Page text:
A Survey of Psychology Practice in Critical-Care Settings

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Abstract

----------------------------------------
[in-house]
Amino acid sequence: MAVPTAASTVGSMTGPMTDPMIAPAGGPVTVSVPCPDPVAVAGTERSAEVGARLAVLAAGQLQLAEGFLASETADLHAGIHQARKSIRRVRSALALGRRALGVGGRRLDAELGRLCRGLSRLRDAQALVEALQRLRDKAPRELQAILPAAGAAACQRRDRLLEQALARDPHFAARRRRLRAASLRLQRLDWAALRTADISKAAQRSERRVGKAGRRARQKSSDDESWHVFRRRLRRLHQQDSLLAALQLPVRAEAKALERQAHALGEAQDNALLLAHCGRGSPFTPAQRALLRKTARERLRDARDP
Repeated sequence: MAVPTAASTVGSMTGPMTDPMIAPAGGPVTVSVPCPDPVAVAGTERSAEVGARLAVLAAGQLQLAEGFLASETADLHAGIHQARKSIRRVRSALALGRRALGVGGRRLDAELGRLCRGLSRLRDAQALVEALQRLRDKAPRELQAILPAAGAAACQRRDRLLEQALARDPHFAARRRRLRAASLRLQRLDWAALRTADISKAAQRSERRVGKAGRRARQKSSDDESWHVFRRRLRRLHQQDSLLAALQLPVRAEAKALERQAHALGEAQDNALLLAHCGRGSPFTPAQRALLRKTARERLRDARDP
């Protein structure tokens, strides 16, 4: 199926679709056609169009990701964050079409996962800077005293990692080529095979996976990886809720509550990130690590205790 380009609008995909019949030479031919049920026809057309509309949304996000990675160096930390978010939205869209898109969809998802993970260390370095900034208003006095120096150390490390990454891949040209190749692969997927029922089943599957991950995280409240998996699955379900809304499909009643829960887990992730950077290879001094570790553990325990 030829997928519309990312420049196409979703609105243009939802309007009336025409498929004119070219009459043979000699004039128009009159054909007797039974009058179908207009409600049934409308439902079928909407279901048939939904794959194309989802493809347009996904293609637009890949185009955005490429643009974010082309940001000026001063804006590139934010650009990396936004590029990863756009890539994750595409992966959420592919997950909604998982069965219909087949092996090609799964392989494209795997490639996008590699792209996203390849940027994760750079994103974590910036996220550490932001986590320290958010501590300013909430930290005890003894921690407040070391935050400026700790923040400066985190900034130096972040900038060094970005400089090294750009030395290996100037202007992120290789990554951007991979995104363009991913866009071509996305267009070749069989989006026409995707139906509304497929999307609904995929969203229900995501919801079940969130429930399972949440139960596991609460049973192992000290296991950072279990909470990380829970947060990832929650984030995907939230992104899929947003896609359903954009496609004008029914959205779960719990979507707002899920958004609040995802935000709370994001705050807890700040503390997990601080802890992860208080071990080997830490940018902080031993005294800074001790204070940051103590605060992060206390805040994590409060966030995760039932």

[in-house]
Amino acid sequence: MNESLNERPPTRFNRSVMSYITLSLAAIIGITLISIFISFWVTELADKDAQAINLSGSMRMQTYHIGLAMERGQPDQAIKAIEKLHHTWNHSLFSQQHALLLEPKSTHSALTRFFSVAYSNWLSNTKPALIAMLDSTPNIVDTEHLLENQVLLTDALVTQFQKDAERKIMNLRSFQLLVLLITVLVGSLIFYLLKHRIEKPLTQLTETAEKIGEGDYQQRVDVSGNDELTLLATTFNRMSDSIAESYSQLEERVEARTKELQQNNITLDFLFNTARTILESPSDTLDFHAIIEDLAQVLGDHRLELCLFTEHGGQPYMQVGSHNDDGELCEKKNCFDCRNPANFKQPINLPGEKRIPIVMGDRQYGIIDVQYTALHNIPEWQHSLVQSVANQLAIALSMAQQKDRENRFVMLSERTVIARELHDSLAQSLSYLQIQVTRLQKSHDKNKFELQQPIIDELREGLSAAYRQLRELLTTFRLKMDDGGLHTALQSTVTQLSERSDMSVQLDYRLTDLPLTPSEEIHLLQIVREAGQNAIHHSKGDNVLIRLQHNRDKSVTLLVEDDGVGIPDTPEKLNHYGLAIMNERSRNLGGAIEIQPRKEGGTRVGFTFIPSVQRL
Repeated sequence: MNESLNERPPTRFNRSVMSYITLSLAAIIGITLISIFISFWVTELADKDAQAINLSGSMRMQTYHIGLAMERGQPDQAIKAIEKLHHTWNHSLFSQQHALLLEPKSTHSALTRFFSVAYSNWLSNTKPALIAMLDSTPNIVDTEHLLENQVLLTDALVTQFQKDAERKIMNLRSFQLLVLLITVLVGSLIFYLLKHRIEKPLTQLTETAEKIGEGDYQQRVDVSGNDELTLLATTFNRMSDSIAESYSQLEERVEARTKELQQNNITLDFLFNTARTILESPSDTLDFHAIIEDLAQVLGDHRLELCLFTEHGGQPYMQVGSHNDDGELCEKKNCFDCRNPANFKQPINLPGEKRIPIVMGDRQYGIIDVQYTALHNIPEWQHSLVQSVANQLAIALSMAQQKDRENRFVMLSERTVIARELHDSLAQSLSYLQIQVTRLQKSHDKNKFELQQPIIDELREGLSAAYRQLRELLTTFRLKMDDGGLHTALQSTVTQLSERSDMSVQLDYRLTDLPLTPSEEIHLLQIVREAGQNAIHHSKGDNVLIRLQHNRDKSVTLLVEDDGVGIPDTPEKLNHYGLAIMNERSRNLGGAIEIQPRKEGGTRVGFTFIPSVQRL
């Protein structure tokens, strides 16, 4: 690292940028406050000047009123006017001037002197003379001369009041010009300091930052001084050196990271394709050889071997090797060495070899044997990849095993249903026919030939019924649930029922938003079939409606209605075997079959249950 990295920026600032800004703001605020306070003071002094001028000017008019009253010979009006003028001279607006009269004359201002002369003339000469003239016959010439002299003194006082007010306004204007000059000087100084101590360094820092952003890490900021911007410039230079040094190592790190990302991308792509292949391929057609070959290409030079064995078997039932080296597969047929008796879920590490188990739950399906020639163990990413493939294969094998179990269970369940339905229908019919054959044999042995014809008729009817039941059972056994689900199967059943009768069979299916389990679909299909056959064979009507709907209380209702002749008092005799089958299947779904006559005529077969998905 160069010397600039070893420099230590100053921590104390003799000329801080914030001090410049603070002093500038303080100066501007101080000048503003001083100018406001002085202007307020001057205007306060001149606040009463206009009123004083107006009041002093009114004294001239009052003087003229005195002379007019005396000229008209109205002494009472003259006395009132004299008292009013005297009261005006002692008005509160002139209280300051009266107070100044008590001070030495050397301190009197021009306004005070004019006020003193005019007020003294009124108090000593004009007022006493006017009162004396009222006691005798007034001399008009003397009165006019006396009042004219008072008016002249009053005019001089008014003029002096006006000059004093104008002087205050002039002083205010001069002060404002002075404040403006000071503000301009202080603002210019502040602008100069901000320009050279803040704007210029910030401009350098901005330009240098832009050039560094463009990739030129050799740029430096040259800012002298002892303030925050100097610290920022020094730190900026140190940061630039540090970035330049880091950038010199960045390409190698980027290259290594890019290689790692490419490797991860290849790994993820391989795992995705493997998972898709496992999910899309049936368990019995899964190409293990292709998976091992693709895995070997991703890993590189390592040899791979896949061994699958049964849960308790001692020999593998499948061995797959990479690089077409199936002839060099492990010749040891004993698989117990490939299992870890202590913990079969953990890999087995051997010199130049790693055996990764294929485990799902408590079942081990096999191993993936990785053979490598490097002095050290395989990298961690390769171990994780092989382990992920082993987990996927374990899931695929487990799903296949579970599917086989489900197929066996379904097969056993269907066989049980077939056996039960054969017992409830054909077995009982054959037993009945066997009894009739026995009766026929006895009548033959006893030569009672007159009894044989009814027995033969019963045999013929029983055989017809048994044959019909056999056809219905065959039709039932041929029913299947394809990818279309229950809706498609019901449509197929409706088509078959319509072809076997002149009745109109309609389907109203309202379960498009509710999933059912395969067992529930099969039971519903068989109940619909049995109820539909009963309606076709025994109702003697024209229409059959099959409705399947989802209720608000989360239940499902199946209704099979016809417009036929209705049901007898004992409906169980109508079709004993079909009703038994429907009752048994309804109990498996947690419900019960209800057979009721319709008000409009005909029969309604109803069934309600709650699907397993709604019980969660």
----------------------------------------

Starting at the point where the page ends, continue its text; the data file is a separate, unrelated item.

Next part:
Purpose/Objective: The aims of this survey study were to (a) examine the frequency of health-service psychology involvement in intensive and critical-care settings; (b) characterize the distinguishing features of these providers; and (c) examine unique or distinguishing features of the hospital setting in which these providers are offering services. Research Method/Design: χ2 analyses were conducted for group comparisons of health-service psychologists: (a) providing services in critical care versus those with no or limited critical care activity and (b) involved in both critical care and rehabilitation versus those only involved in critical care. Results: A total of 175 surveys met inclusion criteria and were included in the analyses. Psychologists who worked in critical-care settings at least monthly were more likely to be at a Level-1, χ2(1, N = 157) = 9.654, p = .002, or pediatric, χ2(1, N = 158) = 7.081, p = .008, trauma center. Psychologists involved with critical care were more likely to provide services on general medical–surgical units, χ2(1, N = 167) = 45.679, p = .000. A higher proportion of rehabilitation-oriented providers provided intensive care, critical care, and neurointensive care services relative to nonrehabilitation providers. Conclusion/Implications: The findings indicate that health-service psychologists are involved in critical-care settings and in various roles. A more broad-based survey of hospitals across the United States would be required to identify how frequently health-service psychologists are consulted and what specific services are most effective, valued, or desired in critical-care settings.

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